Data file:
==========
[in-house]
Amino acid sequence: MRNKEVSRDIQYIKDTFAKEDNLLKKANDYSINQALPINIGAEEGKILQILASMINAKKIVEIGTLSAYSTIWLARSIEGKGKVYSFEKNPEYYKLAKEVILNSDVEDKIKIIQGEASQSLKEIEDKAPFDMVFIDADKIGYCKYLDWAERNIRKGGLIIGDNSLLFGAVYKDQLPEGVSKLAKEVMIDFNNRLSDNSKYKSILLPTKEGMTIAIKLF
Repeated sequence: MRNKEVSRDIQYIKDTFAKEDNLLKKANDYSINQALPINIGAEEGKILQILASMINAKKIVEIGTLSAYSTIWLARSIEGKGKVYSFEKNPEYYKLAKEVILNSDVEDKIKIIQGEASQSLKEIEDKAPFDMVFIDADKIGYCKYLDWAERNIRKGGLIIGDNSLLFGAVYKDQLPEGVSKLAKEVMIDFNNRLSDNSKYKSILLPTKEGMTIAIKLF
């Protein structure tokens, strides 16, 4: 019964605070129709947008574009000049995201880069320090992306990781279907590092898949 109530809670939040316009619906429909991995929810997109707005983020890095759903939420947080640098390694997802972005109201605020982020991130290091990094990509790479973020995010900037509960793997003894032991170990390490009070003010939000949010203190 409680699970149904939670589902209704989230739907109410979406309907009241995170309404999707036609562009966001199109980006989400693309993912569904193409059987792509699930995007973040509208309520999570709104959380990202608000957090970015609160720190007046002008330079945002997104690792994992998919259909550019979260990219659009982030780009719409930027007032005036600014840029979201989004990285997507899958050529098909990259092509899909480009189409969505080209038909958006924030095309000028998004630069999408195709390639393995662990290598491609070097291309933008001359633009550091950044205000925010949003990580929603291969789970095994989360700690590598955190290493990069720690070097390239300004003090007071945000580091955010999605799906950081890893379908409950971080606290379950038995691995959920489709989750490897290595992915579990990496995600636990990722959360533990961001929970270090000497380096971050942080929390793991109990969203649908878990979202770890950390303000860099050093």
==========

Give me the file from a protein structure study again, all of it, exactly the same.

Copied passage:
[in-house]
Amino acid sequence: MRNKEVSRDIQYIKDTFAKEDNLLKKANDYSINQALPINIGAEEGKILQILASMINAKKIVEIGTLSAYSTIWLARSIEGKGKVYSFEKNPEYYKLAKEVILNSDVEDKIKIIQGEASQSLKEIEDKAPFDMVFIDADKIGYCKYLDWAERNIRKGGLIIGDNSLLFGAVYKDQLPEGVSKLAKEVMIDFNNRLSDNSKYKSILLPTKEGMTIAIKLF
Repeated sequence: MRNKEVSRDIQYIKDTFAKEDNLLKKANDYSINQALPINIGAEEGKILQILASMINAKKIVEIGTLSAYSTIWLARSIEGKGKVYSFEKNPEYYKLAKEVILNSDVEDKIKIIQGEASQSLKEIEDKAPFDMVFIDADKIGYCKYLDWAERNIRKGGLIIGDNSLLFGAVYKDQLPEGVSKLAKEVMIDFNNRLSDNSKYKSILLPTKEGMTIAIKLF
């Protein structure tokens, strides 16, 4: 019964605070129709947008574009000049995201880069320090992306990781279907590092898949 109530809670939040316009619906429909991995929810997109707005983020890095759903939420947080640098390694997802972005109201605020982020991130290091990094990509790479973020995010900037509960793997003894032991170990390490009070003010939000949010203190 409680699970149904939670589902209704989230739907109410979406309907009241995170309404999707036609562009966001199109980006989400693309993912569904193409059987792509699930995007973040509208309520999570709104959380990202608000957090970015609160720190007046002008330079945002997104690792994992998919259909550019979260990219659009982030780009719409930027007032005036600014840029979201989004990285997507899958050529098909990259092509899909480009189409969505080209038909958006924030095309000028998004630069999408195709390639393995662990290598491609070097291309933008001359633009550091950044205000925010949003990580929603291969789970095994989360700690590598955190290493990069720690070097390239300004003090007071945000580091955010999605799906950081890893379908409950971080606290379950038995691995959920489709989750490897290595992915579990990496995600636990990722959360533990961001929970270090000497380096971050942080929390793991109990969203649908878990979202770890950390303000860099050093």